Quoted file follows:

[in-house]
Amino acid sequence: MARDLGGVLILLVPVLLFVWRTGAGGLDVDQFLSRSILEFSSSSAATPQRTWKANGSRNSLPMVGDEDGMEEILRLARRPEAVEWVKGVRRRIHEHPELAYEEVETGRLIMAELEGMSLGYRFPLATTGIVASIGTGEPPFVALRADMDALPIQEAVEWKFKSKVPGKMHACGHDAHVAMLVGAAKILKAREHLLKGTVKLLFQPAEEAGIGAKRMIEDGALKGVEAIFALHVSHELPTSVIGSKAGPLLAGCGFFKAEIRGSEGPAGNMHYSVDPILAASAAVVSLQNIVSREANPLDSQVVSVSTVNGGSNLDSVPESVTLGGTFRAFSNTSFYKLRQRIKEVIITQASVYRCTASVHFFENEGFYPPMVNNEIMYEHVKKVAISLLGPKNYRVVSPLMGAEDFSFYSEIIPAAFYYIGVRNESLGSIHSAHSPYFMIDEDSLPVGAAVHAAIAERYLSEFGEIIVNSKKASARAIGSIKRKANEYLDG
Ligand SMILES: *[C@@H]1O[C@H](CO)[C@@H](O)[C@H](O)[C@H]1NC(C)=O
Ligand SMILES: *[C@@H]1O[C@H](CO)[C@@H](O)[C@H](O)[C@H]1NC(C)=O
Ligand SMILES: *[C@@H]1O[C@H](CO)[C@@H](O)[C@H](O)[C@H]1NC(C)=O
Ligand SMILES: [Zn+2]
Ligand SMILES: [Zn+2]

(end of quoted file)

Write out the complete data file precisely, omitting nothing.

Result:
[in-house]
Amino acid sequence: MARDLGGVLILLVPVLLFVWRTGAGGLDVDQFLSRSILEFSSSSAATPQRTWKANGSRNSLPMVGDEDGMEEILRLARRPEAVEWVKGVRRRIHEHPELAYEEVETGRLIMAELEGMSLGYRFPLATTGIVASIGTGEPPFVALRADMDALPIQEAVEWKFKSKVPGKMHACGHDAHVAMLVGAAKILKAREHLLKGTVKLLFQPAEEAGIGAKRMIEDGALKGVEAIFALHVSHELPTSVIGSKAGPLLAGCGFFKAEIRGSEGPAGNMHYSVDPILAASAAVVSLQNIVSREANPLDSQVVSVSTVNGGSNLDSVPESVTLGGTFRAFSNTSFYKLRQRIKEVIITQASVYRCTASVHFFENEGFYPPMVNNEIMYEHVKKVAISLLGPKNYRVVSPLMGAEDFSFYSEIIPAAFYYIGVRNESLGSIHSAHSPYFMIDEDSLPVGAAVHAAIAERYLSEFGEIIVNSKKASARAIGSIKRKANEYLDG
Ligand SMILES: *[C@@H]1O[C@H](CO)[C@@H](O)[C@H](O)[C@H]1NC(C)=O
Ligand SMILES: *[C@@H]1O[C@H](CO)[C@@H](O)[C@H](O)[C@H]1NC(C)=O
Ligand SMILES: *[C@@H]1O[C@H](CO)[C@@H](O)[C@H](O)[C@H]1NC(C)=O
Ligand SMILES: [Zn+2]
Ligand SMILES: [Zn+2]